The Shams group focus on sustainable industry, partnering with HIMA an NGO that promotes creating a more sustainable Jordan, so they ensure every step of the process, from farming to making to serving, is serving the community.

 

The bread they serve is whole-wheat and freshly baked in Madaba early each morning then delivered that day before Shams opens its doors; this partnership with the bakers and their families is well-established. Shams support the local people of Madaba through the loyal use of their services, and it has stood the test of time making it valuable.

 

This is so fundamental to the concept of bringing back old Jordanian tradition, because the importance is put on being a family and a community who collectively support one another.

 

As well as being a rarity in using wholly organic produce, Shams El Balad is also original because it is completely vegetarian, with many vegan options on the menu too. No trace of meat can be found, not even in the stock (which is a common pitfall of so called ‘vegetarian’ restaurants). All is veggie friendly!

 

The restaurant has a downstairs and upstairs seating area, plus a large terrace with views out to the citadel and colourful seating shaded by trees, which are filled with chirping birds; it’s rather idyllic!

 

The terrace view: over Amman, out to the Citadel

The terrace view: over Amman, out to the Citadel

 

There is an extremely old house on the terrace, which has been refurbished and is now available as a venue for events, such as weddings. This has it’s own private terrace and makes a wonderful setting for an event. A great venue with the best catering!

 

The private terrace, strung with lights

The private terrace, strung with lights

 

The food is divine, so colourful and flavoursome- and it’s all due to the freshness of the ingredients! You know for certain there are no hidden nasties, and can feel the goodness that the food- full of vitamins, minerals and healthy proteins- is doing to your body.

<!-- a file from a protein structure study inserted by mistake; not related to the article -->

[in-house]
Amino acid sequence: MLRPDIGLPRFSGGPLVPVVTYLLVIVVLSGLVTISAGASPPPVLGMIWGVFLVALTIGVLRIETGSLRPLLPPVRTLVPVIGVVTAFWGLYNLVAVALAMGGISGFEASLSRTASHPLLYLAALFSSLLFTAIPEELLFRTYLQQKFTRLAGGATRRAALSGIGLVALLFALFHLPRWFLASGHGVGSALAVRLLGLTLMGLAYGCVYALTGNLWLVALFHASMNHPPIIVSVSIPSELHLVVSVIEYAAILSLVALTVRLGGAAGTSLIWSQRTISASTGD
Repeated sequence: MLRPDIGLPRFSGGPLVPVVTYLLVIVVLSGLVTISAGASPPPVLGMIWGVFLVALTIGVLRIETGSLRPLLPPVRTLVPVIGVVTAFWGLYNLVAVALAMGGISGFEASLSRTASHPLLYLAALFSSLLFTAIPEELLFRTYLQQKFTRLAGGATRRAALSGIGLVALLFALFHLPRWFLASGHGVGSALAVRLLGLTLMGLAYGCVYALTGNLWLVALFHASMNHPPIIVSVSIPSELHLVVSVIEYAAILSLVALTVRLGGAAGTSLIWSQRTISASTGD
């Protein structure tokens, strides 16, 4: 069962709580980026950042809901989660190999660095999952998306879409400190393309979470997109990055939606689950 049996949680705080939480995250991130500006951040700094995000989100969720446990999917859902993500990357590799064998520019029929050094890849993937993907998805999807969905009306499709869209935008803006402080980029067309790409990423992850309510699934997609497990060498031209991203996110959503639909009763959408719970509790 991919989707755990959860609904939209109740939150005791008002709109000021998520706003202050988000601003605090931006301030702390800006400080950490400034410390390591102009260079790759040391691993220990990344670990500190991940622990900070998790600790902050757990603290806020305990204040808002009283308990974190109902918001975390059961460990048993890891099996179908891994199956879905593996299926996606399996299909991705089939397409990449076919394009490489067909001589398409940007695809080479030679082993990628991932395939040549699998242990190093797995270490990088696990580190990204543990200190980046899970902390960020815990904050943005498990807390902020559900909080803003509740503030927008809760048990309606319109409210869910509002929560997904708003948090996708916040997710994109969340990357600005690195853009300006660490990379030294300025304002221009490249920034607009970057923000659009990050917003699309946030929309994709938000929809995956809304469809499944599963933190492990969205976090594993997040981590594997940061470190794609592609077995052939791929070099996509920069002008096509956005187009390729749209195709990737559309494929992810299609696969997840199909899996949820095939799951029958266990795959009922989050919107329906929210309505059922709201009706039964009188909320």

A whole selection of vegetable and fruit salads, mezze dips, plus some phenomenal manageesh and more is on offer, including a divine pan-fried cauliflower fritter- Mshat- served with hummus and sprinkled with sumac.

 

Mshat: cauliflower fritter

Mshat: cauliflower fritter

 

The dishes of Jordan, which have become so well known and loved in family homes and restaurants alike, all came about from the old way of cooking what you’ve got in your kitchen, and making the most of it. Shams captures this by using only seasonal produce, meaning there are some creative twists on their traditional dishes, for example: cheese manakish topped with aubergine!

In this way, you do not waste, you do not import, but you do get the best flavour-wise: seasonal is where the goodness is!

 

Every detail, from the many mezze options and sharing plates, to the round tables, to the smiling and hospitable staff all points back to tradition: sharing, friendship, and a collective celebration of the kitchen.

 

This place is both phenomenal and inspiring in its flavours, in the way it looks at the world, and in the way it captures this wonderful county.

 

Go traditional. Go organic. Go to Shams.

 

Check out their Facebook and Instagram pages by following the links.